- in cases where the ship is unable to conduct ballast water exchange as above, this should be as far from the nearest land as possible, and in all cases at least 50 nautical miles from the nearest land and in water at least 200 metres in depth
When these requirements cannot be met areas may be designated where ships can conduct ballast water exchange. All ships shall remove and dispose of sediments from spaces designated to carry ballast water in accordance with the provisions of the ships’ ballast water management plan (Regulation B-4).
Regulation D-2 Ballast Water Performance Standard
The requirement to meet the D2 ballast water performance standard may be achieved through the installation of an appropriately approved ballast water management system. The deadline for installation of ballast water treatment system is the first International Oil Pollution Prevention (IOPP) renewal survey following 8 September 2017.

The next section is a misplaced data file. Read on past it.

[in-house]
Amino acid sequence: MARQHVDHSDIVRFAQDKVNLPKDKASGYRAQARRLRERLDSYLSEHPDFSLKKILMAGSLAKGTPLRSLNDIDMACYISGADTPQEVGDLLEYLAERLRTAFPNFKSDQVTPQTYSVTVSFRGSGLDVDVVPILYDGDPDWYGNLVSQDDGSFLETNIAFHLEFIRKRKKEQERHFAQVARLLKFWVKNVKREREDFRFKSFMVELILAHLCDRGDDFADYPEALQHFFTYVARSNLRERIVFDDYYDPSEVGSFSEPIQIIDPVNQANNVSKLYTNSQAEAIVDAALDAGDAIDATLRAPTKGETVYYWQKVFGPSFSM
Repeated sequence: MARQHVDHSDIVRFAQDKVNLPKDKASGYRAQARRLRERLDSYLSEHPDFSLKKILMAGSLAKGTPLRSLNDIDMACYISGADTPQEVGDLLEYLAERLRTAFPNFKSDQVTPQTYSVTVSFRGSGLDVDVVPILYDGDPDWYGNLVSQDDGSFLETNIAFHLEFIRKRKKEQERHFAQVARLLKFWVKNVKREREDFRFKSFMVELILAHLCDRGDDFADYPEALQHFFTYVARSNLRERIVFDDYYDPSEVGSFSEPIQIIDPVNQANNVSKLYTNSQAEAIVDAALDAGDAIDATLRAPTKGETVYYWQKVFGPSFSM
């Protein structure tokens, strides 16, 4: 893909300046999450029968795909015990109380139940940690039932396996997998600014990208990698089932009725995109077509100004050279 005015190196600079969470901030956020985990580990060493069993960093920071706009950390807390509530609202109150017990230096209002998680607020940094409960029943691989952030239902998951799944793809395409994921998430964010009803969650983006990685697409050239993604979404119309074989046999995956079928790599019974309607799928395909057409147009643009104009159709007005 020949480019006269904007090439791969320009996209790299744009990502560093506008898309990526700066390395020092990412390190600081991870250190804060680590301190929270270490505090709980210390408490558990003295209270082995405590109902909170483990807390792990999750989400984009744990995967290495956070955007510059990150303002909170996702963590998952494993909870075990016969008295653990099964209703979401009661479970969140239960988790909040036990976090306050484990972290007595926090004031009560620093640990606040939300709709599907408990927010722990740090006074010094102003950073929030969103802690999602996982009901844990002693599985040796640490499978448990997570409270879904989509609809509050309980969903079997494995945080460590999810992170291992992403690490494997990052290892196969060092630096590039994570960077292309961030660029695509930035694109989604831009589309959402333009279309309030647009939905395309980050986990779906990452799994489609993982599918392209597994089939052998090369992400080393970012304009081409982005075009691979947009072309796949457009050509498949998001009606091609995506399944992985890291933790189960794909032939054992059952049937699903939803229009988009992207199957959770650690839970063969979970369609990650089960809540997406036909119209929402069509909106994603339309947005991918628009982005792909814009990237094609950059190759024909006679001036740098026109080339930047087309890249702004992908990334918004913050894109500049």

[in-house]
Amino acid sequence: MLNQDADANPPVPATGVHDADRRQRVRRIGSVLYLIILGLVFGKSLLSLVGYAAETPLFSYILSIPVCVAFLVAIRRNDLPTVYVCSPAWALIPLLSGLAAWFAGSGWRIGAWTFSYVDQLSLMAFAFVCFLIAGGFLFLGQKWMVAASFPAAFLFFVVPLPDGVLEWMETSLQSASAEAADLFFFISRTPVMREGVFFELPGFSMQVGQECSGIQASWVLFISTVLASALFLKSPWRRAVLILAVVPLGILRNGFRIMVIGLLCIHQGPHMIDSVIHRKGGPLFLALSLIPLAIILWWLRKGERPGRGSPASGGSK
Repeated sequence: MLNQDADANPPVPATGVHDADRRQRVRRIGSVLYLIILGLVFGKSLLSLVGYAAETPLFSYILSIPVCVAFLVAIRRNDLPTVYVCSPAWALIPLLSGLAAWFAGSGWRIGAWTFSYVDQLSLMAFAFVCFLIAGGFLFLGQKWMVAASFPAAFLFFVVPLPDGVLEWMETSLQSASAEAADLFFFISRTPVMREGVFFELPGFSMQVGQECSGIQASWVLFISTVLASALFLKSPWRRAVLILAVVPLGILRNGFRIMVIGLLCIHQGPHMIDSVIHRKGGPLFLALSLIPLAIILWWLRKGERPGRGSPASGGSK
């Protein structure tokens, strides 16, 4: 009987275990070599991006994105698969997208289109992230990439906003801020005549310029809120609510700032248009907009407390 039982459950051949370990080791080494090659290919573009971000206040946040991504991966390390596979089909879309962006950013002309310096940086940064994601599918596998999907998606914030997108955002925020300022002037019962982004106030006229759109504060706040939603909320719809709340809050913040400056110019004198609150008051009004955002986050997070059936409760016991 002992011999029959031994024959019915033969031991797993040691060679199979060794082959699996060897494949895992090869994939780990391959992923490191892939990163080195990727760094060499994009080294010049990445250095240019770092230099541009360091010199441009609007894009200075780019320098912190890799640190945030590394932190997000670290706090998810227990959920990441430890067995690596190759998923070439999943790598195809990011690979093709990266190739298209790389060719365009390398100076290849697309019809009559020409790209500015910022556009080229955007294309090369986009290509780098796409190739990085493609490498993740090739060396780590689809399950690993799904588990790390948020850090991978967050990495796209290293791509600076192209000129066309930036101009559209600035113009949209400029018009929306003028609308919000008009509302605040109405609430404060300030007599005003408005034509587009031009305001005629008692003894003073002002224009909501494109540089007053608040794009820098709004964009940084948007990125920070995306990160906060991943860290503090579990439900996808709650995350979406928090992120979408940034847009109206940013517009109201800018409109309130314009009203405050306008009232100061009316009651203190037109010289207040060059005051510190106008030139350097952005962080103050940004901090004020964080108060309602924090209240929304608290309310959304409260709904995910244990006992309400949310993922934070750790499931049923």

Ships conducting ballast water management shall discharge less than 10 viable organisms per cubic metre greater than or equal to 50 micrometers in minimum dimension and less than 10 viable organisms per milliliter less than 50 micrometers in minimum dimension and greater than or equal to 10 micrometers in minimum dimension; and discharge of the indicator microbes shall not exceed the specified concentrations.
Type approval for Ballast water treatment systems are determined according to IMO guidelines. The IMO maintains a list of Type Approved BWM Systems.
The United States is not a party to the BMW Convention. Ships calling US ports should therefore also comply with United States Coast Guard (USCG) type-approval procedures and BWM requirements. Those which intend to discharge ballast water must carry out exchange or treatment as well as fouling and sediment management. Ballast water exchange in US waters will only be permitted prior to treatment system implementation deadlines for treatment systems enter into force. It is worth noting that the USCG has introduced different BWTS implementation deadlines than the BWM Convention.